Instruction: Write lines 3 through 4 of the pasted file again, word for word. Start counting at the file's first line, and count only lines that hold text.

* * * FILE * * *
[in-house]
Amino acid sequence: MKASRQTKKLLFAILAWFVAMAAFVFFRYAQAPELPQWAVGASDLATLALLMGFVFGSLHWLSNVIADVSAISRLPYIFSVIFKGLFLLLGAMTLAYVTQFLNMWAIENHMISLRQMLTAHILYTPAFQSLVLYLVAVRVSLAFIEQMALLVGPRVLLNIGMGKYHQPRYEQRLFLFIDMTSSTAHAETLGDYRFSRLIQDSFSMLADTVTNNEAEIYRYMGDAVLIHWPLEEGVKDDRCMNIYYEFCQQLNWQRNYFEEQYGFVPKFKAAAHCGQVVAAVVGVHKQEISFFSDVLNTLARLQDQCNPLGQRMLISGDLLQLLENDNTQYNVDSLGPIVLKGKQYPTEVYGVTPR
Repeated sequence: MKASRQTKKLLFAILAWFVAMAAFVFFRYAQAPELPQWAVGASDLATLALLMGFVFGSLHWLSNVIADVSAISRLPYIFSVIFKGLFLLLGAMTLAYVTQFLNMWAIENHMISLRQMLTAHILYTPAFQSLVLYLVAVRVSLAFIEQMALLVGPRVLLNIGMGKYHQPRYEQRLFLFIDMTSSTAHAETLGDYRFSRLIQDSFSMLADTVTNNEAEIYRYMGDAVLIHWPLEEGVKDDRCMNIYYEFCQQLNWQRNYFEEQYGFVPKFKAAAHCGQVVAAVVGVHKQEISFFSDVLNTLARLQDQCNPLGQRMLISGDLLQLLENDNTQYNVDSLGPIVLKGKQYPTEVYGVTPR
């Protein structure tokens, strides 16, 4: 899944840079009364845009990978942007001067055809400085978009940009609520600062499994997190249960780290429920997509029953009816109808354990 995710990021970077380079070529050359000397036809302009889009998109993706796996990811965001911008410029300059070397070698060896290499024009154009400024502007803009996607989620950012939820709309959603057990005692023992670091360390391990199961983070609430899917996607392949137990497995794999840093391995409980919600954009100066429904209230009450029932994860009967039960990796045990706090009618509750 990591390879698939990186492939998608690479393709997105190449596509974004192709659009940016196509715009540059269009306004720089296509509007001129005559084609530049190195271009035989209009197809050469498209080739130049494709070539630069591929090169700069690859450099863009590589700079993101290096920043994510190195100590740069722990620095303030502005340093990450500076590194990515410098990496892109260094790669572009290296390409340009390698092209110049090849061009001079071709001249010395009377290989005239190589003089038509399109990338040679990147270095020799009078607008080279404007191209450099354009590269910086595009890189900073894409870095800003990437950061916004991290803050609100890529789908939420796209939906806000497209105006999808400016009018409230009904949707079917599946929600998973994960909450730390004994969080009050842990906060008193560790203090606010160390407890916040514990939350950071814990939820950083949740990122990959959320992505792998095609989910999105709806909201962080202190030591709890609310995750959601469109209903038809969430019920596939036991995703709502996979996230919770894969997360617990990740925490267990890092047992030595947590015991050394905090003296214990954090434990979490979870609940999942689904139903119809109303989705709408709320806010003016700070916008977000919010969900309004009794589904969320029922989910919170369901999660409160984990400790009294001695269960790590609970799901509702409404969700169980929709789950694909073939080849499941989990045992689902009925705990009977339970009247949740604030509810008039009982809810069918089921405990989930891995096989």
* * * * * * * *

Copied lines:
Repeated sequence: MKASRQTKKLLFAILAWFVAMAAFVFFRYAQAPELPQWAVGASDLATLALLMGFVFGSLHWLSNVIADVSAISRLPYIFSVIFKGLFLLLGAMTLAYVTQFLNMWAIENHMISLRQMLTAHILYTPAFQSLVLYLVAVRVSLAFIEQMALLVGPRVLLNIGMGKYHQPRYEQRLFLFIDMTSSTAHAETLGDYRFSRLIQDSFSMLADTVTNNEAEIYRYMGDAVLIHWPLEEGVKDDRCMNIYYEFCQQLNWQRNYFEEQYGFVPKFKAAAHCGQVVAAVVGVHKQEISFFSDVLNTLARLQDQCNPLGQRMLISGDLLQLLENDNTQYNVDSLGPIVLKGKQYPTEVYGVTPR
């Protein structure tokens, strides 16, 4: 899944840079009364845009990978942007001067055809400085978009940009609520600062499994997190249960780290429920997509029953009816109808354990 995710990021970077380079070529050359000397036809302009889009998109993706796996990811965001911008410029300059070397070698060896290499024009154009400024502007803009996607989620950012939820709309959603057990005692023992670091360390391990199961983070609430899917996607392949137990497995794999840093391995409980919600954009100066429904209230009450029932994860009967039960990796045990706090009618509750 990591390879698939990186492939998608690479393709997105190449596509974004192709659009940016196509715009540059269009306004720089296509509007001129005559084609530049190195271009035989209009197809050469498209080739130049494709070539630069591929090169700069690859450099863009590589700079993101290096920043994510190195100590740069722990620095303030502005340093990450500076590194990515410098990496892109260094790669572009290296390409340009390698092209110049090849061009001079071709001249010395009377290989005239190589003089038509399109990338040679990147270095020799009078607008080279404007191209450099354009590269910086595009890189900073894409870095800003990437950061916004991290803050609100890529789908939420796209939906806000497209105006999808400016009018409230009904949707079917599946929600998973994960909450730390004994969080009050842990906060008193560790203090606010160390407890916040514990939350950071814990939820950083949740990122990959959320992505792998095609989910999105709806909201962080202190030591709890609310995750959601469109209903038809969430019920596939036991995703709502996979996230919770894969997360617990990740925490267990890092047992030595947590015991050394905090003296214990954090434990979490979870609940999942689904139903119809109303989705709408709320806010003016700070916008977000919010969900309004009794589904969320029922989910919170369901999660409160984990400790009294001695269960790590609970799901509702409404969700169980929709789950694909073939080849499941989990045992689902009925705990009977339970009247949740604030509810008039009982809810069918089921405990989930891995096989």